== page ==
"Mike Hopkirk(hops)" <hops@...> wrote:
> > User+Sys (seconds)
> > lex (AT&T) 40.25
> > flex -l (default) 247.68 (5.17X slower)
> > flex (no -l) 208.03 (6.15X slower)
> interesting - conventional wisdom has it that flex is much faster than lex.
> perhaps its due the scanner description being still somewhat
> lex optimised/oriented rather than flex directed
It's probably not so much that it's lex-optimized, but that it's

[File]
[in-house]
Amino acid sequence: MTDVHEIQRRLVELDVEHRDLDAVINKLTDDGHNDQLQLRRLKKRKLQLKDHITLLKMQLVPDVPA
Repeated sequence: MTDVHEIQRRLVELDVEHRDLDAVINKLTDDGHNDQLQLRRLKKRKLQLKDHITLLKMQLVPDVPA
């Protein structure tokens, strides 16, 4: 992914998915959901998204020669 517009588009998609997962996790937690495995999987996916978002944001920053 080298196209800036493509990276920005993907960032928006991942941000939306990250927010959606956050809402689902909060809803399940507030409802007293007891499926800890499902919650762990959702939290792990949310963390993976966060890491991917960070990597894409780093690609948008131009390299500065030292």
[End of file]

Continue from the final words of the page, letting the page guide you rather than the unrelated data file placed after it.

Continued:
using features that are horribly slow in flex. I investigated the
slowness, yesterday, and here's what I found:
* The flex-generated code is spending at least 40% of the CPU time in
* To make the flex code run faster (using special flex options like
-Cf), the lex code needs to get rid of REJECT (simple) and variable
trailing context patterns (hard). An example of a variable trailing
context pattern is:
\#[ \t]*endif/.*\n[ \t\n]*#[ \t]*if
I'm not sure, but I suspect that we'd have to add a yacc layer on top
of the lex parser to get around this.
> > [ Or, perhaps, SCO should also open-source lex? ;-) ]
> perhaps there'll be fewer hurdles to doing so from here on in ....
I'm hoping. ;-)
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